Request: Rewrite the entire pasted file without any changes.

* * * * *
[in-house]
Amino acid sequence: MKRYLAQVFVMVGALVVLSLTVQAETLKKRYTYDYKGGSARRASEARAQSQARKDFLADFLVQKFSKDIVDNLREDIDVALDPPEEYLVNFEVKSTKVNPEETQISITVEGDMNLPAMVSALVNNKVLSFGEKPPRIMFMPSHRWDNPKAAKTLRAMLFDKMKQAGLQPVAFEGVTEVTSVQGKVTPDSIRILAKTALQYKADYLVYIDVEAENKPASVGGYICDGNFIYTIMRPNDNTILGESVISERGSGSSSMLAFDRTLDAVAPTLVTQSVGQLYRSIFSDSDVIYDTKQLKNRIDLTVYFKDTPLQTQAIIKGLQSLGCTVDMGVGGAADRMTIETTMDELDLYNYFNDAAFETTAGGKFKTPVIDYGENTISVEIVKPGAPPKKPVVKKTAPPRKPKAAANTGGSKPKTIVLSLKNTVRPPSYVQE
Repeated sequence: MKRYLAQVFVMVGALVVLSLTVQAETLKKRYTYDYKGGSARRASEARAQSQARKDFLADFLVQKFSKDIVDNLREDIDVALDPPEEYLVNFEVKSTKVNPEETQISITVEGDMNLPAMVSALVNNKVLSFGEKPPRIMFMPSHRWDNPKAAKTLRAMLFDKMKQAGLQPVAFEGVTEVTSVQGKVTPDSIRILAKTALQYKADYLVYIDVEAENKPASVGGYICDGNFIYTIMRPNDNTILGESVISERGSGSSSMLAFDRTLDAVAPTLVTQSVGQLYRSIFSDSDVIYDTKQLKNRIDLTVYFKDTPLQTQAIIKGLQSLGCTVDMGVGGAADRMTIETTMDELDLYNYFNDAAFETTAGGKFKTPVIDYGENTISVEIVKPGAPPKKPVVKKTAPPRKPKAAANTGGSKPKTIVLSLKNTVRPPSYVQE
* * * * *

[in-house]
Amino acid sequence: MKRYLAQVFVMVGALVVLSLTVQAETLKKRYTYDYKGGSARRASEARAQSQARKDFLADFLVQKFSKDIVDNLREDIDVALDPPEEYLVNFEVKSTKVNPEETQISITVEGDMNLPAMVSALVNNKVLSFGEKPPRIMFMPSHRWDNPKAAKTLRAMLFDKMKQAGLQPVAFEGVTEVTSVQGKVTPDSIRILAKTALQYKADYLVYIDVEAENKPASVGGYICDGNFIYTIMRPNDNTILGESVISERGSGSSSMLAFDRTLDAVAPTLVTQSVGQLYRSIFSDSDVIYDTKQLKNRIDLTVYFKDTPLQTQAIIKGLQSLGCTVDMGVGGAADRMTIETTMDELDLYNYFNDAAFETTAGGKFKTPVIDYGENTISVEIVKPGAPPKKPVVKKTAPPRKPKAAANTGGSKPKTIVLSLKNTVRPPSYVQE
Repeated sequence: MKRYLAQVFVMVGALVVLSLTVQAETLKKRYTYDYKGGSARRASEARAQSQARKDFLADFLVQKFSKDIVDNLREDIDVALDPPEEYLVNFEVKSTKVNPEETQISITVEGDMNLPAMVSALVNNKVLSFGEKPPRIMFMPSHRWDNPKAAKTLRAMLFDKMKQAGLQPVAFEGVTEVTSVQGKVTPDSIRILAKTALQYKADYLVYIDVEAENKPASVGGYICDGNFIYTIMRPNDNTILGESVISERGSGSSSMLAFDRTLDAVAPTLVTQSVGQLYRSIFSDSDVIYDTKQLKNRIDLTVYFKDTPLQTQAIIKGLQSLGCTVDMGVGGAADRMTIETTMDELDLYNYFNDAAFETTAGGKFKTPVIDYGENTISVEIVKPGAPPKKPVVKKTAPPRKPKAAANTGGSKPKTIVLSLKNTVRPPSYVQE